Do we women resemble each other like sisters? Although one should go to great lengths to provide an exhaustive description of the sorority, or sisterhood, which is between women, it may be recapped as an alliance based upon physiological and ideological community. On the one hand, sisterhood means kinship, and it represents the general biological connection due to which we women share a wide range of common experiences and which determines the majority of our common causes. But the initial question could not be answered in the affirmative only on this basis. On the other hand, though, a good sibling-sibling relationship is more than a strong biological link between two people – mutual learning and helping, standing up for each other, and sympathy are also fundamental parts. If this respect is also considered, sisterhood is suddenly understood as it has been by those who have been actively fighting for the rights and visibility of women since the end of the 18th century – and hence the question turns into an assertion.
The exhibition Liberty, Equality, Sorority, Sensuality features images and photo series that have photography seen as a tool and opportunity for women’s emancipation, artistic self-fulfillment, and exercise of solidarity towards each other. In cooperation with Hungarian galleries regularly attending major international photography fairs, we selected works with the purpose of providing an insight into the oeuvre of artists who deliberately take an active role in opening up new perspectives on women’s personal experiences. The show highlights the individualistic yet empathetic female gaze as a cross-generational phenomenon. The exhibited works, projects, and sets are accompanied with personal commentaries in which the artists reflect upon their photographs, photo-based works, and photographic practices, dealing with issues of their identity in general, and as an artist and thinker, their public roles, and their transformations. The exhibit is thus like an anthology consisting of images and their associated comments, offering a parallel read across works on the female experience and their subjective interpretations, permeated by a personal tone awakening our feeling of community.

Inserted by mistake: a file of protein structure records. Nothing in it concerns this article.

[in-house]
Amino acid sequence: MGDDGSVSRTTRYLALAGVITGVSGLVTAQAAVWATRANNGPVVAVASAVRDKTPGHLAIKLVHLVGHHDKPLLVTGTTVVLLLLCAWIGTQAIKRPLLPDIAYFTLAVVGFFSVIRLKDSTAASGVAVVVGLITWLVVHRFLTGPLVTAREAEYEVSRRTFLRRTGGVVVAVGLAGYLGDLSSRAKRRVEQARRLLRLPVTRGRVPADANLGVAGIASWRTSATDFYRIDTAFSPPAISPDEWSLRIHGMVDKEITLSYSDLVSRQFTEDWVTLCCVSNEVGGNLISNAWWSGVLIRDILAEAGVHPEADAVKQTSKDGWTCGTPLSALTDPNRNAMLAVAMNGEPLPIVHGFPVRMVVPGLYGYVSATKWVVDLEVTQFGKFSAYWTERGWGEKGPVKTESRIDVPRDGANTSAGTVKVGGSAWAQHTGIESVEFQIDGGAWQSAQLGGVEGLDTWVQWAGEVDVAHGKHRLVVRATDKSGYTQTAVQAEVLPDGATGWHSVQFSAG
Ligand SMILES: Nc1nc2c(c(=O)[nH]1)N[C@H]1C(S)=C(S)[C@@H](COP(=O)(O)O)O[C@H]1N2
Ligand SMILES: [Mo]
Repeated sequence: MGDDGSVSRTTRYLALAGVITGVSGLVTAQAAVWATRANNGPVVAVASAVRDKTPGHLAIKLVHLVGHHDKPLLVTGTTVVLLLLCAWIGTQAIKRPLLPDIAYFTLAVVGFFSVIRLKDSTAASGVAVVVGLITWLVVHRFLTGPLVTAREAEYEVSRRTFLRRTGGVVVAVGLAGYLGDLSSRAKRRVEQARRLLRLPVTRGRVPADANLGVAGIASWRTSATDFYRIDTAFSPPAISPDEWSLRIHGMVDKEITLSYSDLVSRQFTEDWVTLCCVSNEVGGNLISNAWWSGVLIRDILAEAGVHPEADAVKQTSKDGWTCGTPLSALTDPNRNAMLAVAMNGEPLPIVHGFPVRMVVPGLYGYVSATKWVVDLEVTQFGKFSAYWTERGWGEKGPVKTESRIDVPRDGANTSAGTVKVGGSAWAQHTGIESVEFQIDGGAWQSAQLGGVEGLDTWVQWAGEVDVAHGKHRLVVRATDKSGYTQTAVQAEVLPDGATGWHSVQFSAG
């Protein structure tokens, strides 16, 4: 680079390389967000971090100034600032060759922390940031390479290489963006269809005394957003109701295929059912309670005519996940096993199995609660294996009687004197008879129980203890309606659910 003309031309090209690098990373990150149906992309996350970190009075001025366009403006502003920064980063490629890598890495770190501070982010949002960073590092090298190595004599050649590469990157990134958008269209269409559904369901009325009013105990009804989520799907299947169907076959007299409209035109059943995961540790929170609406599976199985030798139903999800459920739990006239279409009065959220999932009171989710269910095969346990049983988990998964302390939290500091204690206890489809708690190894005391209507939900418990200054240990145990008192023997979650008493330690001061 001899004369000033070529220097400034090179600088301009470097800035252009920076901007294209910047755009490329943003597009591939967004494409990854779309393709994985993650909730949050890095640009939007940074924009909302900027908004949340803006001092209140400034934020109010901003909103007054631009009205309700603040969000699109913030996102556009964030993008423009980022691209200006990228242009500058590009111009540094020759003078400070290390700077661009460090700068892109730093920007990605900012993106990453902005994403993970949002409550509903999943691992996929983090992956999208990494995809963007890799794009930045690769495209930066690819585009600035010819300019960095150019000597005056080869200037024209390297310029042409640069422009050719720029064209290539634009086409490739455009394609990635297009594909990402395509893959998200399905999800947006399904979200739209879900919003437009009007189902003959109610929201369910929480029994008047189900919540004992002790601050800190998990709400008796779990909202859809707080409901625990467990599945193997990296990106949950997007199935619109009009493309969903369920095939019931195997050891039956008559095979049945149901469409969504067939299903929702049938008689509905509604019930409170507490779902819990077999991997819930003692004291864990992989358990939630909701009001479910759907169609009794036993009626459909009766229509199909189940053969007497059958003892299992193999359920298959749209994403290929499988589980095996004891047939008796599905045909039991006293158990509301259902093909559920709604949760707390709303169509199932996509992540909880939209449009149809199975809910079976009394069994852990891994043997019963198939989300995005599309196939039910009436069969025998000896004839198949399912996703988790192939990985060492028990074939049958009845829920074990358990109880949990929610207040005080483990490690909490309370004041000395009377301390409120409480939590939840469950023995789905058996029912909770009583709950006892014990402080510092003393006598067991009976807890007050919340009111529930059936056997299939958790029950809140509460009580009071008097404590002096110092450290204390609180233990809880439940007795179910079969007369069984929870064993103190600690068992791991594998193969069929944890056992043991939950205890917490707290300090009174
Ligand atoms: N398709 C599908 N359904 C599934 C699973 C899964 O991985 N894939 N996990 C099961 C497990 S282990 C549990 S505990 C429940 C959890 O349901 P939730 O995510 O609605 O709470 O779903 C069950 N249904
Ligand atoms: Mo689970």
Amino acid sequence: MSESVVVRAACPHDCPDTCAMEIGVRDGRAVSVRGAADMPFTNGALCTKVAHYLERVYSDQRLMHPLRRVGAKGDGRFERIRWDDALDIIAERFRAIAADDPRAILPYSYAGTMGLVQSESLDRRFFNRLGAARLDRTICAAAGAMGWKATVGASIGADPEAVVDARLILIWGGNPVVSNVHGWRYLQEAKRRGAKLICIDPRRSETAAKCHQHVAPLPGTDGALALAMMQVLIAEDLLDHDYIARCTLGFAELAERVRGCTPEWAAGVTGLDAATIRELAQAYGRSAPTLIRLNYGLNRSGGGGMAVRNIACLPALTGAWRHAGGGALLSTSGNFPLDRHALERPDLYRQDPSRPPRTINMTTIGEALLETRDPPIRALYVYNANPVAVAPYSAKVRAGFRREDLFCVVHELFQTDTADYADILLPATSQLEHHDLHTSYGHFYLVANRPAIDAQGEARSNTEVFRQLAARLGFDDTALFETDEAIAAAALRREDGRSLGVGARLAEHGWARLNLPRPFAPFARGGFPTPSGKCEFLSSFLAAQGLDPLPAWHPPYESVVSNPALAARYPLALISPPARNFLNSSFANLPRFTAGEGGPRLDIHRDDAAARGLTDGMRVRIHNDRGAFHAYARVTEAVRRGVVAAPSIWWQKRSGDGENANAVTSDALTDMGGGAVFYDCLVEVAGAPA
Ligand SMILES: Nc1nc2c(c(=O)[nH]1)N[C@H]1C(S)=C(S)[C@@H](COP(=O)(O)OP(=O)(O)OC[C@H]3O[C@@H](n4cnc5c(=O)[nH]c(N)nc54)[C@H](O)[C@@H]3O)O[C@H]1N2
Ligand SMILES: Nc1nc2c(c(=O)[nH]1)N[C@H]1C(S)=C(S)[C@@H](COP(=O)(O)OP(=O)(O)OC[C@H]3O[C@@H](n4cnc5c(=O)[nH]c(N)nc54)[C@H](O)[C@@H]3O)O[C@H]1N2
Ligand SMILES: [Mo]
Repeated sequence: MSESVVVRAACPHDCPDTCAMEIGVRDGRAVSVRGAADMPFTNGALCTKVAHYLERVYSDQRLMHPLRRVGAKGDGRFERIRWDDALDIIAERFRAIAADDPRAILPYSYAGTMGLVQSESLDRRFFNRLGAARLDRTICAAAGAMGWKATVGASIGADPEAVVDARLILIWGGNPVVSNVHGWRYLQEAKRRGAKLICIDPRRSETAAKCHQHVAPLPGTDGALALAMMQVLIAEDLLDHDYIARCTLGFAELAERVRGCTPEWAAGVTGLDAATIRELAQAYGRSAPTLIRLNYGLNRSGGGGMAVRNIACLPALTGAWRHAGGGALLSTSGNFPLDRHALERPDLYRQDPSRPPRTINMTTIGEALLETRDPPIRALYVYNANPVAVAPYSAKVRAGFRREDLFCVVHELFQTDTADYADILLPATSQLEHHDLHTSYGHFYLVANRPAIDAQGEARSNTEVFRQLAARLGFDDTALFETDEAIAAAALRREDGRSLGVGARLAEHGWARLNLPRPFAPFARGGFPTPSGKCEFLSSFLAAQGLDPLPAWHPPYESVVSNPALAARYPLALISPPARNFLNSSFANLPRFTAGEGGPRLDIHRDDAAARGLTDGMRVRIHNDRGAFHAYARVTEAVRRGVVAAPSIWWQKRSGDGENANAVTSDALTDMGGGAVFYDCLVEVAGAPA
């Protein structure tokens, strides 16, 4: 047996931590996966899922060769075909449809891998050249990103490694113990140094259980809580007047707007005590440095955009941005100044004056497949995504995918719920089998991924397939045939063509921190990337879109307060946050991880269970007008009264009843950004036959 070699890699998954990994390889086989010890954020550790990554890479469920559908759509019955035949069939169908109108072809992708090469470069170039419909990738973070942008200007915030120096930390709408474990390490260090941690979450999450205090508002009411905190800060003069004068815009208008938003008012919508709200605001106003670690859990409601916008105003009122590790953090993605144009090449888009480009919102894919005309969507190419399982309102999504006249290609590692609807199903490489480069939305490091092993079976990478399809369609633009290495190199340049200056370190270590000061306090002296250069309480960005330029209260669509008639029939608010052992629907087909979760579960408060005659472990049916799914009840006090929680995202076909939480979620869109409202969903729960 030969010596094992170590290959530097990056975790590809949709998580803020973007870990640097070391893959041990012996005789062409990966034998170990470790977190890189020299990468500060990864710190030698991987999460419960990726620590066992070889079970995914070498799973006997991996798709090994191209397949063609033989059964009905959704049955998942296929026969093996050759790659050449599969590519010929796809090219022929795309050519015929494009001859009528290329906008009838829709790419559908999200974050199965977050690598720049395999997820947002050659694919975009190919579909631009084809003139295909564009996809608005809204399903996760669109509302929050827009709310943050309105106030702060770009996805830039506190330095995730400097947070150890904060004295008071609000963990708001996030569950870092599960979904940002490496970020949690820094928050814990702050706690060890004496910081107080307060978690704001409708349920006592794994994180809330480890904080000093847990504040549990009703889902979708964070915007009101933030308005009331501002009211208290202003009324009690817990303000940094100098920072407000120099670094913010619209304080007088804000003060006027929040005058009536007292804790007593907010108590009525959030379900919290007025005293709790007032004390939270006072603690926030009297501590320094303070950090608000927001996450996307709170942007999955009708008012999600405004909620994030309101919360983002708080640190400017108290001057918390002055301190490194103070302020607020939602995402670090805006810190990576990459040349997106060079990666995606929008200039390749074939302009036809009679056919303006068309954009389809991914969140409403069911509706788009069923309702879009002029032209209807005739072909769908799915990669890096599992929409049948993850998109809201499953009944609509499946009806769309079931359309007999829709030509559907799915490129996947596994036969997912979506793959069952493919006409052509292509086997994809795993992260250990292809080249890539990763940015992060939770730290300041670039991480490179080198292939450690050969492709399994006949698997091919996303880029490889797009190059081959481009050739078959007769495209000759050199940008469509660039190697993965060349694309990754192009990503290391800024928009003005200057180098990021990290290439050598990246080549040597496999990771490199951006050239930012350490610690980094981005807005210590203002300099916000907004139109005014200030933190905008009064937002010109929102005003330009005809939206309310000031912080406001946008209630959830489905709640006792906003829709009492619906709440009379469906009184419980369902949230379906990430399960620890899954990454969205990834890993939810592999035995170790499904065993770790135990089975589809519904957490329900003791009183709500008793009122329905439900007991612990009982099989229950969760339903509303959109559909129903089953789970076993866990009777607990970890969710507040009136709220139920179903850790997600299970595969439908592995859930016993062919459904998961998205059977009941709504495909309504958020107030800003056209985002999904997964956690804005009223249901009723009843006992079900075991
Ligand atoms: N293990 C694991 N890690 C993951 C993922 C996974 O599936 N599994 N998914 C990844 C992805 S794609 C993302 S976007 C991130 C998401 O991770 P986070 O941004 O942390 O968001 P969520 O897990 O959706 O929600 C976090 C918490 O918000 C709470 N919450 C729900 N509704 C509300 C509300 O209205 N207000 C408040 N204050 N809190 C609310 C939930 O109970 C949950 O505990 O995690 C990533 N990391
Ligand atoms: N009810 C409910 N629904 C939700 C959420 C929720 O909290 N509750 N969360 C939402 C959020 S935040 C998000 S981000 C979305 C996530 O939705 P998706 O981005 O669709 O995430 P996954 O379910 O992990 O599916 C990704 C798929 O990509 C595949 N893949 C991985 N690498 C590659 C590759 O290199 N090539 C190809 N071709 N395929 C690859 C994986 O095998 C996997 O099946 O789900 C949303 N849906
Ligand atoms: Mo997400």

Exhibiting artists and delegating galleries:
Márta Aczél (Vintage Galéria)
Marianne Csáky (INDA Gallery)
Orshi Drozdik (Einspach Fine Art & Photography)
Andi Gáldi Vinkó (Erika Deák Gallery)
Katalin Ladik (acb Gallery)
Júlia Standovár (TOBE Gallery)